TRAVERSE CITY — Hope of a better approach spurred local prosecutors, police and attorneys — and slews of peers from across the state — to Kirkbride Hall Friday afternoon.
The sunlit venue, once part of the now-decommissioned state psychiatric hospital, hosted the latest gathering of the Michigan Joint Task Force on Jail and Pretrial Incarceration. The newly formed bipartisan coalition explores blights on the state’s criminal justice system, including gaps in accommodating inmates with mental illness and statewide underfunding, overcrowding and understaffing, through testimony from experts and the informed public.
It’s much needed — Michigan’s jail populations have tripled in the last 50 years despite plunging crime rates, Bridge Magazine reported last month.
“This’ll affect all sheriff’s offices across the state,” said Newaygo County Sheriff’s Department Jail Lt. Jonathon Borgman, one of many who traveled for a seat in the hall. “It’s interesting stuff.”
Friday’s discussion centered more on keeping intake numbers down — and the value in keeping pretrial incarceration as low as possible.
“It deprives them of their rights, it makes it difficult for them to assist in their own defense,” said 13th Circuit Court Judge Thomas Power, who made an appearance alongside 86th District Court judges Bob Cooney and Michael Stepka. “Remember — they’re innocent until proven guilty. So you’ve locked up somebody who is, at least hypothetically, innocent.”
Defendants jailed before trial are more likely to plead guilty, be convicted and net a longer sentence than those who aren’t, according to Jennifer Copp, a crime and incarceration-focused assistant professor and researcher at Florida State University.
She was one of three experts to speak Friday.
Defendants sentenced to jail time were more likely to commit future crimes than those assigned to probation, Copp added — it comes with the territory when cutting at-risk populations off from the workforce, their families and community support systems.
“What’s important to me is trying to find alternatives and evidence-based alternatives to incarceration,” Cooney said during testimony. “About 90 percent of the folks I’m dealing with — or maybe more than that — have a substance abuse disorder, and the crimes associated with them usually have something to do with drugs or alcohol.”
Grand Traverse County’s courts, Power told the panel during public testimony, do what they can to buck statewide trends.
He used his brief testimony to tout a comparison between county population numbers and jail beds through the decades. The data, which Power said comes from jail officials, shows hefty population spikes from 1990s 64,273 to an estimated 92,573 in 2018, according to census projections. Yet alongside those numbers come consistent jail crowds — 171 in 1990 down to 141 on Aug. 20 of this year, with in-trend ups and downs in the years between.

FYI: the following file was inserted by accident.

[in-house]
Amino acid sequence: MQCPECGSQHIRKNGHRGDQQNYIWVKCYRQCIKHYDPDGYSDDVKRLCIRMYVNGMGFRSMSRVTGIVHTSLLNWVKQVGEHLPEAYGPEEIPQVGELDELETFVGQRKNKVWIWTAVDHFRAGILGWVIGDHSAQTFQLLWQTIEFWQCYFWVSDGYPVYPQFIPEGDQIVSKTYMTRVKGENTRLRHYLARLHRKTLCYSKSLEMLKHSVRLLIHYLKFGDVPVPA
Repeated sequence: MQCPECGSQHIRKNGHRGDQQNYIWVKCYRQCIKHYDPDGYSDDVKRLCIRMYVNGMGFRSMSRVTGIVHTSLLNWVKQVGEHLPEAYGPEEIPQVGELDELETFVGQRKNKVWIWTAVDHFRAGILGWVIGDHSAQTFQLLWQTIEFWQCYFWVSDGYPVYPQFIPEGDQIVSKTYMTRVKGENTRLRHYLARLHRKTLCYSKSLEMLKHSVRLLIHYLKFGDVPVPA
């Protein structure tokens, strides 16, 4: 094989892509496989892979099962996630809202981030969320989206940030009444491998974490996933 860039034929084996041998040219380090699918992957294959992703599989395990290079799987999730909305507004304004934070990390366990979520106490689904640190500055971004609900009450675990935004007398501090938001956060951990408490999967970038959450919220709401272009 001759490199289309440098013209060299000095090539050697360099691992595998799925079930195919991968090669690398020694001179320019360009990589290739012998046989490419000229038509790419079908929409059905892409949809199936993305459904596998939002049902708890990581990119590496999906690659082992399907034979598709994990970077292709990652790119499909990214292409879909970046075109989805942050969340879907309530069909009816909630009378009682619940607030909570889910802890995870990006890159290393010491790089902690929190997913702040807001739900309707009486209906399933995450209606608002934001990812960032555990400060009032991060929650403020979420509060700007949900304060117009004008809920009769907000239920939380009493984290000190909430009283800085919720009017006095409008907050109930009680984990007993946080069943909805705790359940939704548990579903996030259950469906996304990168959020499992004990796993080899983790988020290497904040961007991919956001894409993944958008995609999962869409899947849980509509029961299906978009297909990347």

It doesn’t mean there’s no work to be done, said Grand Traverse County Prosecutor Noelle Moeggenberg — especially for patients with questionable mental health.
A lack of such support has been a recurring issue in the process locally, she said.
“We have people in our jail who can’t be out on their own — it’s not safe for them, it’s not safe for the public,” Moeggenberg said. “So they sit in jail for 10 months waiting to get mental health treatment.”
She has worked with judges and community members to establish pretrial diversion options for defendants with mental illness, but lacking staff and funding poses significant roadblocks, she said.
Goodwill Street Outreach Coordinator Ryan Hannon, who works closely with area homeless shelters, echoed the difficulties homeless and mentally ill defendants have re-entering society after incarceration.
“This is something that intersects with mental health services all the way around,” he said. “Our court system and our jail works with us and tries as best they can.”
Jail and sheriff’s department officials from several counties — including Grand Traverse, Antrim, Kalkaska, Alpena and Newaygo — peppered the audience. Dozens took to the stand for testimony as well, including Traverse City Police Chief Jeff O’Brien and local community corrections and jail officials.
No shortage of controversy has centered on Grand Traverse County’s jail in recent years — two suicides and a slew of attempts drew criticism to the jail and earlier this year, settlement offers from county coffers. One of those settlements is still in the works — county officials on Thursday denied a Record-Eagle Freedom of Information Act request for a pending offer in the matter.
Former Jail Administrator Todd Ritter also resigned this spring amid reports he’d had intimate relationships with former inmates, among other inappropriate conduct.
Friday marked the task force’s second of six meetings, which will take place in different venues across the state.
The dozen-plus-member coalition, co-chaired by Lt. Gov. Garlin Gilchrist and Chief Justice Bridget McCormack, was formed by Gov. Gretchen Whitmer with the goal of rehabilitating the state’s ailing jails. Members will spend 2019 touring the state and hearing from court and jail officials before bringing forth legislative recommendations — and hopefully, a new formula for Michigan’s jails — in 2020.
The task force’s next meeting comes Sept. 20 in Grand Rapids.
Learn more at www.courts.michigan.gov.